Tips and advice on
how to surf safely
Surfing is a dynamic sport.
To become a more competent surfer, you need a combination of skill, ability and knowledge to assess all the various conditions as well as situations that the ocean can produce.
Having an understanding of the ocean and surf conditions before you paddle out will enable you to make the right decision to suit your level of skill, making each session safer and more fun.
Waves are formed by wind blowing across the ocean’s surface in areas called “fetch zones” forming chop. The chop then moves out of the fetch zones to form lines of swell.
These lines of swell then travel across the ocean in groups known as “sets”. The swells then become waves and break when they move into shallow water, such as reef, beach or points.
When a wave breaks, it releases energy; it is this energy that surfers utilize for surfing.
Parts of the wave
LIP – the top of crest of a wave
FACE – the wall of a wave that the surfer rides on his or her surfboard
WHITEWATER – the broken part of the wave, surfers avoid this area, as it is the most difficult and turbulent part of the wave.
Types of waves
Every wave is unique and different to the next, but we can divide theme into two broad categories: PLUNGING WAVES and SPILLING WAVES. The slope of the seabed determines which category each wave falls into.
Formed when the water becomes shallow very quickly. This wave stands up, becomes top heavy causing the lip to pitch out. These waves are powerful and for experienced surfers only. It is these waves that can tube or barrel, creating the ultimate ride for a surfer.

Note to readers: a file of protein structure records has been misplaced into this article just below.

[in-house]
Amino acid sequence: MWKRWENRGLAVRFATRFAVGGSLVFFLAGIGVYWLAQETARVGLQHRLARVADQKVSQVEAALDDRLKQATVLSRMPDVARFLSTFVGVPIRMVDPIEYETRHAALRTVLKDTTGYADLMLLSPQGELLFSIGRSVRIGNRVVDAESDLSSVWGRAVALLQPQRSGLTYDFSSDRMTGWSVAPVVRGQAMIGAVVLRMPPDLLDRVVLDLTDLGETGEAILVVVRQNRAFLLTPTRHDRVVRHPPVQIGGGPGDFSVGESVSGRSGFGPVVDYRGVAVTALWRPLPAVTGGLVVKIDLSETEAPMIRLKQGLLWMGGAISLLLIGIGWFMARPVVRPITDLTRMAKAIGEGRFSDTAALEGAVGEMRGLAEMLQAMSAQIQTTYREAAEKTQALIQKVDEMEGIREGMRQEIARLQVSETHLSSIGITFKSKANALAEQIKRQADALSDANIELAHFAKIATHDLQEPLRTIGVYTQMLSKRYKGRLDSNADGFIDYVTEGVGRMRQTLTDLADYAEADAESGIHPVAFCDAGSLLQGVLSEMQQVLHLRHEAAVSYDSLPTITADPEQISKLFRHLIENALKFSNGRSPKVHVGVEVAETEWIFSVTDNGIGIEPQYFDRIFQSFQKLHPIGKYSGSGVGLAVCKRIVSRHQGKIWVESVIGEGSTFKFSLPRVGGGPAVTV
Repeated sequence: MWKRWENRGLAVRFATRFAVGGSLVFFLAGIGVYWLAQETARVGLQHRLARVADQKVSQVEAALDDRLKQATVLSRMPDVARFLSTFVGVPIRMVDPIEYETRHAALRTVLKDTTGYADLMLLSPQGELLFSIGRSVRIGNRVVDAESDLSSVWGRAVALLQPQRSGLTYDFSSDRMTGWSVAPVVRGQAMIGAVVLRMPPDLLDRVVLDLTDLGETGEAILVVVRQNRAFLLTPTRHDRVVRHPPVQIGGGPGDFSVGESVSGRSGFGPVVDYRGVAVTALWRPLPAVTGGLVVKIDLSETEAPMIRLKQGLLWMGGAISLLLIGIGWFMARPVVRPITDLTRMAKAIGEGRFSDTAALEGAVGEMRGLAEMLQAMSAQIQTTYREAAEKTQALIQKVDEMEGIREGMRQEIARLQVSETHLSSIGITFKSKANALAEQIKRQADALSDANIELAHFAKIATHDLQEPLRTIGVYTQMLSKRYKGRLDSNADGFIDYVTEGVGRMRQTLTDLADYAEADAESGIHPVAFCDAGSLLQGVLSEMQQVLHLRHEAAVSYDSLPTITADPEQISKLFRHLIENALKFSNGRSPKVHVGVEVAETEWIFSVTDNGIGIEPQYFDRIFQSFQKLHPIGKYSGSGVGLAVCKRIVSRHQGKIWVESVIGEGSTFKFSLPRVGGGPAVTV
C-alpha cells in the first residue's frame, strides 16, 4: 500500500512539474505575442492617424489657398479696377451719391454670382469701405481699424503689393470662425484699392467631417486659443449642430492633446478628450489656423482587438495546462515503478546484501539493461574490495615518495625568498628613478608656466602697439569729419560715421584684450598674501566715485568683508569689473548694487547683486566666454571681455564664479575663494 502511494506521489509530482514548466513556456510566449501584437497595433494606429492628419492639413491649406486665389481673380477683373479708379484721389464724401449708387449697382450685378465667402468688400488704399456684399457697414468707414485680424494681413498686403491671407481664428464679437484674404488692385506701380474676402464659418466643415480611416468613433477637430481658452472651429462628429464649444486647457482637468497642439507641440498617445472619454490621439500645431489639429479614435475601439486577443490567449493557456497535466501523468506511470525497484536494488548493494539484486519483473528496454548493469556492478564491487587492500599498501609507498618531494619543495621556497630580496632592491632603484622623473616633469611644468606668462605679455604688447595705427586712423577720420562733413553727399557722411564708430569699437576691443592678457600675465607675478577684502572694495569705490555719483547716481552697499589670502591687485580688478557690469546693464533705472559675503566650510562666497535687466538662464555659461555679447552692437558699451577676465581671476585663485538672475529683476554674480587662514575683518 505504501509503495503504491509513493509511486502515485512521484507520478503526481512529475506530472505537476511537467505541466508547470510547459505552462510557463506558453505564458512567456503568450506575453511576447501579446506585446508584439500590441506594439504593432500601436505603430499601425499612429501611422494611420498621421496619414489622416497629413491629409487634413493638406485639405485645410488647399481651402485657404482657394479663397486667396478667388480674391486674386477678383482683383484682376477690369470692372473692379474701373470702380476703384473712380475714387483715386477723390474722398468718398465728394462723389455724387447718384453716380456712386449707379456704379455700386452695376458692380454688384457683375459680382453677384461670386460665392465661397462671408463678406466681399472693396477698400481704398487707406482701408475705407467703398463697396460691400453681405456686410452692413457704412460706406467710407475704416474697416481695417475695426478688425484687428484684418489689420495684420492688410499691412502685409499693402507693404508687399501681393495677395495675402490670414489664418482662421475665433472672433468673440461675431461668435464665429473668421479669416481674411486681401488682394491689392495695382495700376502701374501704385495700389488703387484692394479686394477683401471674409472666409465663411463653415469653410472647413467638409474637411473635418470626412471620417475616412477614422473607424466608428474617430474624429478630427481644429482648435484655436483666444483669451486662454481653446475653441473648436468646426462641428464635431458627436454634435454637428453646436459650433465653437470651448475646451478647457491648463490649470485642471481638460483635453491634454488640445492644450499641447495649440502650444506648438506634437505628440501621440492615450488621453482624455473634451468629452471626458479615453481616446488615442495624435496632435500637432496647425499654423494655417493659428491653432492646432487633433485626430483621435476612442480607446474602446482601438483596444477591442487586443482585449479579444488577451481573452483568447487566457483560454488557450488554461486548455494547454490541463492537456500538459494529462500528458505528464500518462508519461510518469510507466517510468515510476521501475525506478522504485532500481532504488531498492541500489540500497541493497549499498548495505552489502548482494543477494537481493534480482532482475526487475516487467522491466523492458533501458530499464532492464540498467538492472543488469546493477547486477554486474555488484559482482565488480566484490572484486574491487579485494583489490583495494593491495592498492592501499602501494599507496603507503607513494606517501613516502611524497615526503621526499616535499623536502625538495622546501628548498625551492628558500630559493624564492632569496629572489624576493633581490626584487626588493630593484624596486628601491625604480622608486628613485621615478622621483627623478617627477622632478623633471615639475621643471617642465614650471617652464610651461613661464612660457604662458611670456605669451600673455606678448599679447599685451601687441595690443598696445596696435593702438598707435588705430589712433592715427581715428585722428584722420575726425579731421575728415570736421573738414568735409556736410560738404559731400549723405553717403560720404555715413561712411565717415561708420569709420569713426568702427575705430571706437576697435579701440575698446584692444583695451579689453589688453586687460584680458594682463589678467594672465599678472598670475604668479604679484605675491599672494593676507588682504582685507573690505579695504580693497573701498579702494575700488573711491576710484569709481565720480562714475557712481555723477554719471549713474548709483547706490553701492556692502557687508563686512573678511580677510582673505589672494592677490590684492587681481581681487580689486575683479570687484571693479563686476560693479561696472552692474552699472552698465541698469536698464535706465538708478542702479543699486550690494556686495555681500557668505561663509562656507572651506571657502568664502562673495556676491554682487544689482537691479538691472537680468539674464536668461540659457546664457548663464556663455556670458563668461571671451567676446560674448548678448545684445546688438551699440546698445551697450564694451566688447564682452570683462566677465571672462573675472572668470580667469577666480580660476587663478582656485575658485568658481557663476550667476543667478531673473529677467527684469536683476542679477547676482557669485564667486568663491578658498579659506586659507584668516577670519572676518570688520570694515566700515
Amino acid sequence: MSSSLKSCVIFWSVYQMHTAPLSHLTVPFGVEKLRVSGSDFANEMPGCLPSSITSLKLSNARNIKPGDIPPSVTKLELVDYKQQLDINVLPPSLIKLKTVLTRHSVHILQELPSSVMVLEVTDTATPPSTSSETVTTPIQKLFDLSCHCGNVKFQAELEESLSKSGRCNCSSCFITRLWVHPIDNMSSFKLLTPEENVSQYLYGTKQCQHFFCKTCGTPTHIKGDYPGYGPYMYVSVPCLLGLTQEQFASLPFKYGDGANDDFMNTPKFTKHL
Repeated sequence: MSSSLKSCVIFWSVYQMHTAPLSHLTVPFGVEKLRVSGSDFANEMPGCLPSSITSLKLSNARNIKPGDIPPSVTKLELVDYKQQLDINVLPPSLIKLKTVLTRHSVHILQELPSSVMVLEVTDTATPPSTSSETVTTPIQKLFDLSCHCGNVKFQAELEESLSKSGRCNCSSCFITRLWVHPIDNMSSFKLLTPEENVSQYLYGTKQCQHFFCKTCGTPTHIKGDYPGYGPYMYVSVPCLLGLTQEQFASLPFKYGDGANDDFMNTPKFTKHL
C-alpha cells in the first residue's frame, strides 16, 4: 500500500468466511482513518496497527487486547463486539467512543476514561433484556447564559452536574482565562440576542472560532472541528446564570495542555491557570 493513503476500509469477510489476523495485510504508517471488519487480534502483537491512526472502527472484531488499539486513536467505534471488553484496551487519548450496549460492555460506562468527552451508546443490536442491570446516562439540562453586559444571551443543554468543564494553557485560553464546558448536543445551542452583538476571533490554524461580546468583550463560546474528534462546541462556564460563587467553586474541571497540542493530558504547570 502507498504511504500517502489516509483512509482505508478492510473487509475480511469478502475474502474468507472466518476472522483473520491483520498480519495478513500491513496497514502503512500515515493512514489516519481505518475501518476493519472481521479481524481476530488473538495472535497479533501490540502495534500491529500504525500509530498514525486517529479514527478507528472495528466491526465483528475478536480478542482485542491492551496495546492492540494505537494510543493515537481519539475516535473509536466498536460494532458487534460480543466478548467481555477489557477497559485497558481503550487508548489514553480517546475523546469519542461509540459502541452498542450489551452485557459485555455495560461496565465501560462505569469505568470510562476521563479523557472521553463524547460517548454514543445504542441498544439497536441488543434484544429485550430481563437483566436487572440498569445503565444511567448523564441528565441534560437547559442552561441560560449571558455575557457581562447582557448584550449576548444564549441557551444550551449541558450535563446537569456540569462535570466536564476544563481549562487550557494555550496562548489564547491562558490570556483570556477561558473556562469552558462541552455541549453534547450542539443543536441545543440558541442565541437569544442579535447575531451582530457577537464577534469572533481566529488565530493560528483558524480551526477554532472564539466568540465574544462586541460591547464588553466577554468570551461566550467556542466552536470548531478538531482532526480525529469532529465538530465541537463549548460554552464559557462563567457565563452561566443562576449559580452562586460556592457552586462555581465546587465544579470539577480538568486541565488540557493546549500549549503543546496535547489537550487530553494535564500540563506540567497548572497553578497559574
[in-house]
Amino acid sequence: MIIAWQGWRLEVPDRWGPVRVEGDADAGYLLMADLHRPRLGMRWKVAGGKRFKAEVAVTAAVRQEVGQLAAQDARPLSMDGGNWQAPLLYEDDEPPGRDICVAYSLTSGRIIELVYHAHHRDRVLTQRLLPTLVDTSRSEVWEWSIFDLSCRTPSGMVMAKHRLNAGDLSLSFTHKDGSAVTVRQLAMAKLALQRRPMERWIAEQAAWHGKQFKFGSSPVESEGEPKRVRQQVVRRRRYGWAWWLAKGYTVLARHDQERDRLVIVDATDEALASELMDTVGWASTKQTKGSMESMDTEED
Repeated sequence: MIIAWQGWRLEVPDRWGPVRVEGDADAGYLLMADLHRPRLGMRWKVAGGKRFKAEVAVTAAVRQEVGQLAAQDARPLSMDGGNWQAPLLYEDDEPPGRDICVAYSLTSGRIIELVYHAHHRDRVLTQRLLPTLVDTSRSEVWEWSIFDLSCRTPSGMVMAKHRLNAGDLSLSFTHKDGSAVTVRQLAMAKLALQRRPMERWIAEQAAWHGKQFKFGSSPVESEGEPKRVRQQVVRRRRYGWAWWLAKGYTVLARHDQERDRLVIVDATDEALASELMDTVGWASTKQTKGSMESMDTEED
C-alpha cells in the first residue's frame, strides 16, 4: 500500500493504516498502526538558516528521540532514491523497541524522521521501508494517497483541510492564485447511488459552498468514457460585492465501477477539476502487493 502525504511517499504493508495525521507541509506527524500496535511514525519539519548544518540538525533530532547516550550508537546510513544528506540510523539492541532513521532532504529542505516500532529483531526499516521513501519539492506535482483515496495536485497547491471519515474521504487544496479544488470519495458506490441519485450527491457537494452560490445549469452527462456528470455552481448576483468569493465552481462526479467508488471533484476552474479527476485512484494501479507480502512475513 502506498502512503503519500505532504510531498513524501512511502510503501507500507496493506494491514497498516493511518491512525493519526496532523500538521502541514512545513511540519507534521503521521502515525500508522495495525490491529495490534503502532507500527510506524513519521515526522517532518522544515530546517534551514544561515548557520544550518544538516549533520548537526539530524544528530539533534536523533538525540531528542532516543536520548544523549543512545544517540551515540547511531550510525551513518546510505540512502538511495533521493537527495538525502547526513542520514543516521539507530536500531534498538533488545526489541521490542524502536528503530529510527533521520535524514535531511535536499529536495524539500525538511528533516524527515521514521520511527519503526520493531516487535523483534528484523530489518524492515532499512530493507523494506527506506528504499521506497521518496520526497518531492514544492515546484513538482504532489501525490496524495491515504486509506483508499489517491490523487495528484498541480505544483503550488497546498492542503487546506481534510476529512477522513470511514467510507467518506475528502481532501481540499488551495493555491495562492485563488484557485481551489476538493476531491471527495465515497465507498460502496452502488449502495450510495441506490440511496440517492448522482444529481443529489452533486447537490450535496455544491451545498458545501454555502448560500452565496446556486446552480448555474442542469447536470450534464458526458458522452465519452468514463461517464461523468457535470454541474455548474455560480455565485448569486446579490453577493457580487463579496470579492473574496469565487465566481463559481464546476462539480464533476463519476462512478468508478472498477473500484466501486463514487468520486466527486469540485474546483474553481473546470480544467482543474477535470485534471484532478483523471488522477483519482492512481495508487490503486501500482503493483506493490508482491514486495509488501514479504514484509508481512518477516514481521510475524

These waves occur when there is a gradual slope in the sea floor, breaking slowly with little power, perfect for the beginner surfer.
The 3 main waves suitable for surfing are:
When a wave breaks on sand bottom. These waves can change size and shape because the sand is constantly moved by the waves, by currents and by tides, which shift the sandbanks, therefore altering the shape of the wave.
Reef and Rock Shelf
Tubing powerful waves are formed when swells move from Deep Ocean to shallow water.
(See photos A & B)
Located on headlands and rocky points. Point breaks usually break in one direction, left or right, depending on the shape of the land structure. Normally creates long peeling waves.
Long Shore Currents/Sweeps
When waves and wind combine together and approach a beach at an angle, the form long shore currents and sweeps, as shown in figure 2A. It is important for a surfer to be able to understand this principle and tell which way the sweep is running.
Rips and Currents
When waves break onto the beach, this mass of water must make it’s way back out to sea, using “channels” as shown in figure 2B. These currents become stronger with bigger waves due to the extra volume of water. Rips do not tend to extend much further past the breaking wave zone.
How to spot a rip
Look for the deep water or “channels” on either side of a sandbank, notice that the rip will tend to be discolored with sand and have turbulent, choppy water running out to sea. (As seen in photo below) Rips can be dangerous for the inexperienced surfer or weak swimmer so it is important to know how to spot and identify them before you enter the ocean.
Experienced surfers use rips as an easy route out to the waves: entering at the mouth, they are briskly swept out through the neck of the rip and then paddle across to the breakers.
Safety tips on Rips
in Costa Rica
If caught in a rip the number one rule is don’t panic.
Try to stay calm and swim across the rip on a diagnonal angle to the breakers and then back to the beach.
If surfing the same applies, paddle across the rip and catch a wave in.
Never swim or paddle directly against the current as it is far too strong.
If you are tired one arm waved above your head will alert lifeguards to your situation.